“Dream Series” opened March 31 and includes a retrospective of works Aaron Johnson has created over his time at Kansas State School for the Blind. It will run through April. Call KSSB at 913-281-1133 to set up a time to see it. KSSB is at 1100 State Ave., Kansas City, Kan.
Aaron Johnson, 20, has not been able to see the world he lives in since he lost his sight to cataract surgery at the age of 13.
But his dreamworld is fantastical and detailed — and filled with color.
In Johnson’s dreams, there are wish-granting fairy princesses and mythical creatures like a “girdle,” or a creature that is half-girl, half-poodle.
There is also a royal kingdom made up of a golden, three-story high palace with stained-glass windows. The ground is pink, but the paths are purple. Ruling the kingdom is the fairy queen, who can decide to grant or take away a person’s wishes as she chooses.
Johnson, a student at the Kansas State School for the Blind, is far from shy and will regale anyone who will listen with these precise details of his dreams in a charming stream-of-consciousness flow of words that is, at times, hard to follow and even harder to stem.
“I haven’t known him to take much of a pause without being instructed to do so,” says Beth Sarver, program manager with the Accessible Arts studio at the school.
Now, people have the opportunity to enter Johnson’s dreams in person through his “Dream Series,” a solo exhibition of his works inspired by the dreams he says he’s had since just after he lost his sight.
Johnson, who is from New York, has been a prolific artist since his admission to KSSB six years ago. David Platter, a Kansas University graduate student who teaches in the Accessible Arts studio at KSSB, says Johnson comes to every class Platter teaches, even those in which he is not enrolled as a student. In the classes, Johnson creates clay sculptures, ceramics and flatworks made of crayon and wicky sticks, which are wax string art implements developed for visually impaired artists.
All of the works feature some scene from Johnson’s fantasy world, which Sarver says may be made up of Johnson’s waking and sleeping dreams, as well as his uninhibited imagination. Sarver can, for the most part, only speculate, since Johnson’s mind is difficult to fathom: In addition to being blind, he has atypical (high-functioning) autism.
“After he lost his vision, he started having these dreams … likely those dreams came during the night and during the day and were how he coped with the loss of his vision and just a typical behavior of a young person,” said Sarver, who has worked with Johnson for two years. “And then when you add the (element) of autism, where they focus in and get caught up in different things.”
Magic, fantasy, technology
Though Sarver doesn’t label Johnson a “savant,” per se, she says the most well-known comparison to his condition would be the character Raymond Babbitt, an autistic savant, in the film “Rain Man.” Like Babbitt, Johnson has over the years become so focused on such areas as magic and fantasy that if there were an expert on these topics, he might be it.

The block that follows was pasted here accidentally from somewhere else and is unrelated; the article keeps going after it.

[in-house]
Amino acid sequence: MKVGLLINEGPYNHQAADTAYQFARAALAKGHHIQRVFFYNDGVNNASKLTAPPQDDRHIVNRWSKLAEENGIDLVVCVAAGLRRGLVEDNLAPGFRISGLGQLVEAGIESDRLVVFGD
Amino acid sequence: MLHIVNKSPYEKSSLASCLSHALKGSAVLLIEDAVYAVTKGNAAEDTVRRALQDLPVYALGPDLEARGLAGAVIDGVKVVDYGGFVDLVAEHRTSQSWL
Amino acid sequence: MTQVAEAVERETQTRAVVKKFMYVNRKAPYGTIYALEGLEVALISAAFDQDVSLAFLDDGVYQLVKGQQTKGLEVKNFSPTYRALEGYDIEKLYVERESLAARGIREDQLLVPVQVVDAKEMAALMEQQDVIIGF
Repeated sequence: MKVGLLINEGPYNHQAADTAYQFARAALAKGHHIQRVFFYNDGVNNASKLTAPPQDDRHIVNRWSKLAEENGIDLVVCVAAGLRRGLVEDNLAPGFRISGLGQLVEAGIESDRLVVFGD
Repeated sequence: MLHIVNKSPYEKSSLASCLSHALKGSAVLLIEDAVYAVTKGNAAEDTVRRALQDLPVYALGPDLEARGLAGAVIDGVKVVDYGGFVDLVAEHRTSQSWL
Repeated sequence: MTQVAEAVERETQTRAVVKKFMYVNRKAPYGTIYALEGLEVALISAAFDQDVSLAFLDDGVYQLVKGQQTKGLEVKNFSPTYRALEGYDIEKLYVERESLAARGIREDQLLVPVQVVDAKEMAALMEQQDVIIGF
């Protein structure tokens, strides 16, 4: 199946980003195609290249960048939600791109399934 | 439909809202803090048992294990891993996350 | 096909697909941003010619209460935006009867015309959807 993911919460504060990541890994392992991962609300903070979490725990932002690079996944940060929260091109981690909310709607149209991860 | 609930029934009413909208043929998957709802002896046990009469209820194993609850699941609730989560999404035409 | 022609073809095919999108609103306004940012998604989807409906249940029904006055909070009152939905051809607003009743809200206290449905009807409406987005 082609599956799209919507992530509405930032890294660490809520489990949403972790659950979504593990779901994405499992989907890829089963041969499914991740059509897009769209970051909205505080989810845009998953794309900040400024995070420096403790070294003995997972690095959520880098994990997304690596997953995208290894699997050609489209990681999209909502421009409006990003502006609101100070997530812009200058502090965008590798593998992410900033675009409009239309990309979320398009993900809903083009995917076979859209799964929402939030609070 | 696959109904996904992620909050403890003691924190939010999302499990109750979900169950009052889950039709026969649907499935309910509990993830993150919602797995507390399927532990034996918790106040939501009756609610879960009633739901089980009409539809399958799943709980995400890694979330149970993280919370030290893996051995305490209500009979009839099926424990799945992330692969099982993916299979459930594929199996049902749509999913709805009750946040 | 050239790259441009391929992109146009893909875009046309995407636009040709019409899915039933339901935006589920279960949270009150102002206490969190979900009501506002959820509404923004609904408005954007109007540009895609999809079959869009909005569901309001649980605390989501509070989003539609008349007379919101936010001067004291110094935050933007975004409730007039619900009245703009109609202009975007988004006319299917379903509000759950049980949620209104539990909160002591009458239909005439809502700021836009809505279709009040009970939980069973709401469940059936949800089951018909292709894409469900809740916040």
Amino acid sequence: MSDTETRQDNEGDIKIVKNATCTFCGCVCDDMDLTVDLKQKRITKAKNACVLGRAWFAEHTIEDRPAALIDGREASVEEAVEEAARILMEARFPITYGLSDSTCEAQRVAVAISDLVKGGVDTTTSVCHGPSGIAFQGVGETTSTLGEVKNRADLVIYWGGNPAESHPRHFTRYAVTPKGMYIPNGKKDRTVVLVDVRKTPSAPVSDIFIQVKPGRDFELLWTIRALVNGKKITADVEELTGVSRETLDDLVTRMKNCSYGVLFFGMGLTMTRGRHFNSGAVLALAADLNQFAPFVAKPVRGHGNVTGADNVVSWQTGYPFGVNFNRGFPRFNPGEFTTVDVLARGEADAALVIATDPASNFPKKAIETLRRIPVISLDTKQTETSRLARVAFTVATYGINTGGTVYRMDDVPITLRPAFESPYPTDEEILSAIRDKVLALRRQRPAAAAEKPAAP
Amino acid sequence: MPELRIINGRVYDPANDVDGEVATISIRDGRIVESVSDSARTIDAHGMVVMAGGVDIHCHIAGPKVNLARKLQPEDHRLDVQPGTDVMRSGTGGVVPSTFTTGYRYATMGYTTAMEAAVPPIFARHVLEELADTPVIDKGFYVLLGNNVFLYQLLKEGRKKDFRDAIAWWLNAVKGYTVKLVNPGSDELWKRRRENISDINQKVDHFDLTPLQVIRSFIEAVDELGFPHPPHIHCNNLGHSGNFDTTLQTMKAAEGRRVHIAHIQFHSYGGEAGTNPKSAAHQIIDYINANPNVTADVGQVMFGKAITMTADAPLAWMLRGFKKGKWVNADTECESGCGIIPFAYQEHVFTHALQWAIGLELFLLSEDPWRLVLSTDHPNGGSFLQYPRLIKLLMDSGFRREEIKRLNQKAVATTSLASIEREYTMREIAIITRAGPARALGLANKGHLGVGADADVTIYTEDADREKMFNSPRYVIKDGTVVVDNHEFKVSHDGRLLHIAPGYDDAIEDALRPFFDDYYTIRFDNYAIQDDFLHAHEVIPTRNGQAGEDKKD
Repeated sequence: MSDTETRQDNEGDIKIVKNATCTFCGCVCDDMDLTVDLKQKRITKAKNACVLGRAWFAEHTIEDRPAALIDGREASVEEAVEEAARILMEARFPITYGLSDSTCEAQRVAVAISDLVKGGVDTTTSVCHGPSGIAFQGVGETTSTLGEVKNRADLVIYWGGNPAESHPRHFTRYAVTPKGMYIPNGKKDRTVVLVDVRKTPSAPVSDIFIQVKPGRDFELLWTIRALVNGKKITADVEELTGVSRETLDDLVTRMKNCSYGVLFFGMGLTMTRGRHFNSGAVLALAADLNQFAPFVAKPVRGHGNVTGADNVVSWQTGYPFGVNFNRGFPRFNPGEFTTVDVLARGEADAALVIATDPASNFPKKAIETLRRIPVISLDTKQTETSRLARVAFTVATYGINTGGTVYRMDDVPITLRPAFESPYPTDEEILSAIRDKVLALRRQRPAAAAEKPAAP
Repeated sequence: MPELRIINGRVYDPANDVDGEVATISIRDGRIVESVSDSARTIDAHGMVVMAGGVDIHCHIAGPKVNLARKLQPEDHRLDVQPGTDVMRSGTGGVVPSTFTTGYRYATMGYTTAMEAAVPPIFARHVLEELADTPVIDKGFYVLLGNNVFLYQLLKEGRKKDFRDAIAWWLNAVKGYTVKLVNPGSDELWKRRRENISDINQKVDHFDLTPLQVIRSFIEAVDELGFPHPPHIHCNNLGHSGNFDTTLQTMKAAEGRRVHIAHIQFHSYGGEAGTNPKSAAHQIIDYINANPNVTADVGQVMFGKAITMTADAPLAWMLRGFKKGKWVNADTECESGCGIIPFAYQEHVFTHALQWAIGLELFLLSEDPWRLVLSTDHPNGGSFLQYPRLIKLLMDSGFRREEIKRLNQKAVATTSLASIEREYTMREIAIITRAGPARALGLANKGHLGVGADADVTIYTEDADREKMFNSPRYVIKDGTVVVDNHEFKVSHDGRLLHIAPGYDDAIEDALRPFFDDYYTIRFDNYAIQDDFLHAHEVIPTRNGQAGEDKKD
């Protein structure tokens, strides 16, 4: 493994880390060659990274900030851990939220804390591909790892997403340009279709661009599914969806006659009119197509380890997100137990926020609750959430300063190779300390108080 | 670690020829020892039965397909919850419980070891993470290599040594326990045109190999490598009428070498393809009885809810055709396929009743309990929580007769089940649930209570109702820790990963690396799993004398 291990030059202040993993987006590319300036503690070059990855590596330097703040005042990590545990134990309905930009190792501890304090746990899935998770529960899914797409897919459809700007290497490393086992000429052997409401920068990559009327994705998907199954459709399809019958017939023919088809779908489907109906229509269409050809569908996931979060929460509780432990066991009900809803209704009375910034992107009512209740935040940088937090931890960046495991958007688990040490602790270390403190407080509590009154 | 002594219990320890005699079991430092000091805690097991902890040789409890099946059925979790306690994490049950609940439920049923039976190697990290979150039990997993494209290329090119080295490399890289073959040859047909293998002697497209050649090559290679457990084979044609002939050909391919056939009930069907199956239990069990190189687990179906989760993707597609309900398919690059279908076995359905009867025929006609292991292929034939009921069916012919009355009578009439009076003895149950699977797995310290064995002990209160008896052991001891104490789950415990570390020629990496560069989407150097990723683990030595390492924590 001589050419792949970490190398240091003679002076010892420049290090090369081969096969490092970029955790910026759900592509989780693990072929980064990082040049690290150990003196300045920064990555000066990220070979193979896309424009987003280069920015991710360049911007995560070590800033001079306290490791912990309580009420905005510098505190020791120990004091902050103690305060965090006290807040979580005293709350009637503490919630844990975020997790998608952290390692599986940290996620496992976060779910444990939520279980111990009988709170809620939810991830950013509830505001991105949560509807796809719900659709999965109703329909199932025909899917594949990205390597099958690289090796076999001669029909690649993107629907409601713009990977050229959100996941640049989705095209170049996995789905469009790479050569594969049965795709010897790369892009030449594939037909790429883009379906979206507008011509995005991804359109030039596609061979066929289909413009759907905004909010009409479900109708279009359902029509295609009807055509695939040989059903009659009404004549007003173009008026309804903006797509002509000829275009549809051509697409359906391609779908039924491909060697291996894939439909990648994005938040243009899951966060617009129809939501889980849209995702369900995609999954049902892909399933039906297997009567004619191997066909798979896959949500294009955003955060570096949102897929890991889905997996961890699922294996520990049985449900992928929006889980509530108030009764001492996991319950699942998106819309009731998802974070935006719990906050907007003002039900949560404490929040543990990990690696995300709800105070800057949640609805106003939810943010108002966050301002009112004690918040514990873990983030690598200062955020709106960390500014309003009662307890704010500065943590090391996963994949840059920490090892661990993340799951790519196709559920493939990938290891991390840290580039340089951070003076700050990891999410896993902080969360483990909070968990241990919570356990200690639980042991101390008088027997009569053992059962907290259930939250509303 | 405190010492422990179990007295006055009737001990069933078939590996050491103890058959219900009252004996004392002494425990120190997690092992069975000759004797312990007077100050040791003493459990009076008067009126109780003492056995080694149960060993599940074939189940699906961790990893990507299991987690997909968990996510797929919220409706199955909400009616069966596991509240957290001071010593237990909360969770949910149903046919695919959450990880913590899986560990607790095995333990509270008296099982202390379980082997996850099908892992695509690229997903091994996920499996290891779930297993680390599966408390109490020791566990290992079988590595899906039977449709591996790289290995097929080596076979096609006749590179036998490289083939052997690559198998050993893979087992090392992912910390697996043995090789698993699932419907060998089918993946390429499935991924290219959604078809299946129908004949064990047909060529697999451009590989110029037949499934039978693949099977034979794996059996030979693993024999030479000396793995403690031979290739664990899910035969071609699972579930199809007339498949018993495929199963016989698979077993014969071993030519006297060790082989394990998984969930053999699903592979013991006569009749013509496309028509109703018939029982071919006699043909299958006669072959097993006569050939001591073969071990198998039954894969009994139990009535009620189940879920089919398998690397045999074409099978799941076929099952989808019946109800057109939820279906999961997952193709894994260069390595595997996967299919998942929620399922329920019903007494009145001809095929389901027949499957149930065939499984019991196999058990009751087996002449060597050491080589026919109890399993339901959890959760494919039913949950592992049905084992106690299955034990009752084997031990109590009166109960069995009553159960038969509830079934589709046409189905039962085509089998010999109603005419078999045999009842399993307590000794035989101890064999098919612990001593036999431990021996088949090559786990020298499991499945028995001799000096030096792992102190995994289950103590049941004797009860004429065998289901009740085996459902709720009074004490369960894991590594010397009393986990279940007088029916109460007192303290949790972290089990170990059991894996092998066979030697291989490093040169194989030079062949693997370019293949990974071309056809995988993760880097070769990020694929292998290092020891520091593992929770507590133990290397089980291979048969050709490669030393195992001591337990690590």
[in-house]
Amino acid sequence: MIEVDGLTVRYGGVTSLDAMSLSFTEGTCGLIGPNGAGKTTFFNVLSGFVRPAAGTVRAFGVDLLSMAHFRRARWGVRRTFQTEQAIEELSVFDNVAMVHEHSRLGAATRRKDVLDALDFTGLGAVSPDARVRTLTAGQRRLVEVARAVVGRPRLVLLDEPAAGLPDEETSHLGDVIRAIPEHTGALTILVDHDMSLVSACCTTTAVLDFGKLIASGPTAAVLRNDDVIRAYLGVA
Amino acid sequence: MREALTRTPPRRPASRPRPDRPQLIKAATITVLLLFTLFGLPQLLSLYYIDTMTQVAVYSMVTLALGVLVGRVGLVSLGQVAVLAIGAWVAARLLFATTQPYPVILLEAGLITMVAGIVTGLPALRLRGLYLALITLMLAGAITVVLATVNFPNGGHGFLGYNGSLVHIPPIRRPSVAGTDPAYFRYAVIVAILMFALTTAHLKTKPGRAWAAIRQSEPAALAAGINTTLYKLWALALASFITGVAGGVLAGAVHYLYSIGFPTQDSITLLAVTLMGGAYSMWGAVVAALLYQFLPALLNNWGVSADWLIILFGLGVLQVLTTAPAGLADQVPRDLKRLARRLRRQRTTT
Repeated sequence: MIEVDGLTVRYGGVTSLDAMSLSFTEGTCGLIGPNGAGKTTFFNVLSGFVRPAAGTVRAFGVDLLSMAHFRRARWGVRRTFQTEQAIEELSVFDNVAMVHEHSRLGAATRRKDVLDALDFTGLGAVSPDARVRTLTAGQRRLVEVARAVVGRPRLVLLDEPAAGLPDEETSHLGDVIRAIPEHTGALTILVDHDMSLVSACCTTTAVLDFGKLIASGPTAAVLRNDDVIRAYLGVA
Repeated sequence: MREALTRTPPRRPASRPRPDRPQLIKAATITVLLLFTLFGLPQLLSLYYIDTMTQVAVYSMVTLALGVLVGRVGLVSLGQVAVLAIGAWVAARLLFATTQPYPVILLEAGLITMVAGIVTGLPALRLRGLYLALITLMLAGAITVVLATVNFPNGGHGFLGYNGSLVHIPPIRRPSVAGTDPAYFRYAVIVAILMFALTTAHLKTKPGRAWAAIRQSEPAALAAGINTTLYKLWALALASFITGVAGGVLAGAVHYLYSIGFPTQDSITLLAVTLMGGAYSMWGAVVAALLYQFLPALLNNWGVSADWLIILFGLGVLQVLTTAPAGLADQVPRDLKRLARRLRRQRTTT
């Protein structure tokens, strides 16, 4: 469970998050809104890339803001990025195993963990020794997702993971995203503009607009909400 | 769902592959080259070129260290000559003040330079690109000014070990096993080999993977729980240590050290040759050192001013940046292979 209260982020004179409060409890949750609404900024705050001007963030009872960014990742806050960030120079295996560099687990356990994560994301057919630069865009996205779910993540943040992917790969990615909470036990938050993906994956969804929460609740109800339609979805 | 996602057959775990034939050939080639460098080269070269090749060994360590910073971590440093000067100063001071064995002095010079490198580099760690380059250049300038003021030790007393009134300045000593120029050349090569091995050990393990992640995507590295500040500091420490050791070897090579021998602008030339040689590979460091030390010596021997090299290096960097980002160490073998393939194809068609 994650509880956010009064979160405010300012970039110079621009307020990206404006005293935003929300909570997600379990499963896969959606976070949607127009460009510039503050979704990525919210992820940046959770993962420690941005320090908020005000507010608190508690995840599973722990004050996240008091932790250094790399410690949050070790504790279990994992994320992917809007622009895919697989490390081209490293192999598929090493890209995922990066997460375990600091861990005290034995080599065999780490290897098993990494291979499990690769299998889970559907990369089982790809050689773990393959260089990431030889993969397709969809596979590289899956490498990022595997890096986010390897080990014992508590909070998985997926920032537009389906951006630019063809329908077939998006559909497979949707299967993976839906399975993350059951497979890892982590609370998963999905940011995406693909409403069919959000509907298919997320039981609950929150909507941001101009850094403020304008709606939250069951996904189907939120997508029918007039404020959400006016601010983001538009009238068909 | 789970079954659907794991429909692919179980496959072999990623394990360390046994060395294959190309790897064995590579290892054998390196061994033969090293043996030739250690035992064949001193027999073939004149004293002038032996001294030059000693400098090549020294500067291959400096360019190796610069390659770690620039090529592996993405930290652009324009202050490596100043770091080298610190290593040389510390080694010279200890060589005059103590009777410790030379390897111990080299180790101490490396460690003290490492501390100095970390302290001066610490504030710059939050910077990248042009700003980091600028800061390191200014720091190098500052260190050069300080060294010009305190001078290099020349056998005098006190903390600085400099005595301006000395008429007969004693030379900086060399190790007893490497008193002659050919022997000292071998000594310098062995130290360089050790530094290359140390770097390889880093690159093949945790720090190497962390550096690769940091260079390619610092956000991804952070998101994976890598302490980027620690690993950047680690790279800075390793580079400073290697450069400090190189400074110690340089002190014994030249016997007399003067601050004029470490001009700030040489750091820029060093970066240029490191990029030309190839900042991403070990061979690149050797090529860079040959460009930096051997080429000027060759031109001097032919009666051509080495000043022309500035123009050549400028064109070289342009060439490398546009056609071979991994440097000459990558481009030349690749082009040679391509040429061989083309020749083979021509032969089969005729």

Technology is another great interest of Johnson’s, and he frequently and easily uses technological terms like data, screen capture and progress bar to describe his dreams. For example, when describing the process of sending one’s wishes for possible grant consideration in a dream, Johnson says, “If the progress bar goes up to 100 percent, the dialogue box changes the message … your wish has successfully been sent without interference.”
“It’s something that took me awhile to pick up on, but AJ assumes that we all understand what he means because it’s a language that he’s familiar with,” Platter said.
In an interview prior to Johnson’s exhibit opening, Platter said believing in magic over a religious belief system was a conscious decision Johnson made shortly after losing his sight. To which Johnson, who is affectionately referred to by all the staff at KSSB as “AJ,” added in all seriousness, “I just reformatted my brain to the file system VTRMS: Virtual Royal Magic System.”
For those who don’t believe in magic, these thought processes of Johnson’s might be hard to follow, but, Platter says, don’t misunderstand — there is more to Johnson than originally meets the eye.
“Something that AJ’s got that’s pretty unique to just about any artist, but it’s also kind of key to being a successful artist, is he’s able to keep focused on a body of ideas,” Platter said. “And he will bounce around; he’s got a lot of different things going on, so at first sight it might look like he’s scattered. But when you start talking about what he’s doing and the ideas behind what he’s doing, they’re all very linear; they build off of each other and they need each other to exist.”
Caveats and morals
From the works in the “Dream Series,” in which Johnson himself is often depicted flying through the sky with mythical creatures and fairy princesses, the royal kingdom of his imagination seems as magical as he describes. Still, he says, there are some rules one must abide by: “Be careful what you wish for in your dreams,” Johnson says, “’cause wishes can be permanent.”
Also, and this is the most important rule to remember, “your wishes cannot work if you’re going out to a strip club or going out to a bar, because if you’ve been drinking alcohol, your wish, your wish privileges will be taken away by the fairy queen,” Johnson said emphatically, adding, “Don’t ever use bad words or foul language that may cause social contamination, because you’ll permanently lose privileges of making wishes … and you cannot smoke cigarettes either, and (you) should not do any of these harmful substances, ’cause (you should) always (make) smart choices.”